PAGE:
IT HAS DOMINATED a decade of Scottish politics, but the movement for independence has little to show for it save faded memories, cushy careers and bitter rivalries. The polls might be favourable, and nationalist elites might be untouchable, but the movement has been mired in melancholy. Nostalgia for 2014 remains a powerful mobilising tool, but the years are ticking on, and it’s sobering to recall that, when our referendum journey started, today’s university students were at primary school.
Last month’s election brought less a sense of triumph than of stalemate. Yet another mandate that few expect to see fulfilled. The fact that we’ve experienced the biggest peacetime crisis of the British state in centuries only adds to the frustration. This was meant to be Scotland’s moment, but instead we’re left with that very Scottish sense of being scunnered by a last-minute penalty.
Equally, independence isn’t about to disappear. There’s too much at stake on both sides of the aisle, and even a right-leaning Labour looks incapable of a UK-wide majority. So the national question will be the lens through which all other conflicts are refracted. Both sides will indulge in performative gestures of constitutional struggle. But without a clean, substantive breakthrough, this merely serves to insulate elites from critique.
The result is that Scottish politics feels cramped in its bonsai parliament, unable to relate to wider events or even to grasp what we’ve been arguing about for the past decade. Symptomatically, far from debating the meaning of national sovereignty, much of the movement has descended into rancorous online culture wars.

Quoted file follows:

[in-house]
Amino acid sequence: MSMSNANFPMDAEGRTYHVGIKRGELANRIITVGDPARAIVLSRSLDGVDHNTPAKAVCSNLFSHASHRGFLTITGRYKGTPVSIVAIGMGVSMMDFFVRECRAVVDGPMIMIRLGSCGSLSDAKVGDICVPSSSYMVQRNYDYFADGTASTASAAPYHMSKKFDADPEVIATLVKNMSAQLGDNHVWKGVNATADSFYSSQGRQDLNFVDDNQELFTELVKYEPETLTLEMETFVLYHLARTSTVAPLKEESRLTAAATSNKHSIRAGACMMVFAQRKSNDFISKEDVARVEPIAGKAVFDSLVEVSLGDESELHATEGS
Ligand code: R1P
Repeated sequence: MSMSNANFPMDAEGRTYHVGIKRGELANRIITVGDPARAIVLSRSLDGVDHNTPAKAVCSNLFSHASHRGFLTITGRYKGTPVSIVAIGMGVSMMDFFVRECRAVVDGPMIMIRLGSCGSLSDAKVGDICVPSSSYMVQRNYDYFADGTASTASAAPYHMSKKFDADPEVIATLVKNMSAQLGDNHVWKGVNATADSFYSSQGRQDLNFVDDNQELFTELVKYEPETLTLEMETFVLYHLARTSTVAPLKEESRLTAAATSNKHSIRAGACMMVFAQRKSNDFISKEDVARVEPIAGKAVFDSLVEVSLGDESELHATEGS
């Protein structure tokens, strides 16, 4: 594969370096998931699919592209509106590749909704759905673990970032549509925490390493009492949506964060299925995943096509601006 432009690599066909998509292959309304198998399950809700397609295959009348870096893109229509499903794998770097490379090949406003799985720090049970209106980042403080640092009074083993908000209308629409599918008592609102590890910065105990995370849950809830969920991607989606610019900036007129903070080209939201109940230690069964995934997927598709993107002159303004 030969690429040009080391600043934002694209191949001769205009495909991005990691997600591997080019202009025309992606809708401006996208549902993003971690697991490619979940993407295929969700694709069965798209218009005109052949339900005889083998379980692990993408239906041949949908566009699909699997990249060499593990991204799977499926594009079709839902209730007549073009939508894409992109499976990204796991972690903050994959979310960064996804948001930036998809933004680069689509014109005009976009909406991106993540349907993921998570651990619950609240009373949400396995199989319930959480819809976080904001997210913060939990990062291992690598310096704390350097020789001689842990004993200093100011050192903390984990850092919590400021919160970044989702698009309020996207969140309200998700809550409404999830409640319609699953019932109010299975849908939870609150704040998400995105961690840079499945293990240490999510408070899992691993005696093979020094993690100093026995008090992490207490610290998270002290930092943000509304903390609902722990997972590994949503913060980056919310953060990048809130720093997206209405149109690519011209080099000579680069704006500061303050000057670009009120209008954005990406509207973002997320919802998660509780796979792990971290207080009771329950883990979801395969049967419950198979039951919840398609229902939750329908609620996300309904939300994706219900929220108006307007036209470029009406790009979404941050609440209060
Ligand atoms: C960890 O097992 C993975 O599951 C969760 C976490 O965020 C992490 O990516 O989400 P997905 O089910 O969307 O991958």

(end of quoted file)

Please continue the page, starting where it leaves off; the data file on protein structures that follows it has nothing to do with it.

It’s said that a fish rots from the head down, and online negativity flows from the mainstream leadership’s straitened vision of independence. Insofar as Nicola Sturgeon has made a case for Scottish sovereignty, it now consists solely of opposition to Brexit. This negativity doesn’t just narrow Scotland’s debate, it also cuts us adrift from the forces shaping European politics. Paradoxically, EU-philia has made our national debate more parochial than ever. Titanic crises of neoliberal globalisation are flying over our heads; our leaders promise to restore “normality” in an era of incredulity to normal politics.
The launch of the People United, a cross-border campaign for Scottish independence, will hopefully inject some positivity into a melancholic movement. It aims to start an international debate about self-determination, not just for Scotland, but for the rest of the UK, Catalonia, the Basque Country and beyond. Explaining Scotland’s case to the wider world could help get us out of our funk.
But there’s more to this than just internationalising the struggle. It’s also about remembering the best of 2014, a political moment when Scotland’s working-class constituencies experienced (for many) their first real moment of political agency. Beneath the haze of nostalgia and the post-2014 cronyism, it’s crucial to fight for that kernel of anti-establishment upheaval which supplanted a generation of Scottish Labour rule.
2014 has become a narrowly Scottish, narrowly nationalist but also narrowly EU-phile moment under Sturgeon’s watch. Yet in retrospect it was part of a succession of radically democratic, anti-austerity revolts that struck European politics, coinciding with Syriza and Podemos in their pomp, and helping inspire the best of Jeremy Corbyn’s Momentum.
To recover what we’ve lost, we need a positive vision of sovereignty, agency and democracy as an insurrectionary force. That requires a break with the SNP’s intellectually lazy vision of restoring “normality” in the EU.
Equally, to restore the best of 2014, the wider movement must accept that melancholy has become a trap. Iain Macwhirter isn’t wrong when he says “the 2014 project is clearly dead”. Whether it’s a top-down campaign for devolution max or a bottom-up revival of independence, we’ll have to embrace the excitement of rebuilding the case from scratch. Thankfully, we’ll begin that process with a host of new international allies.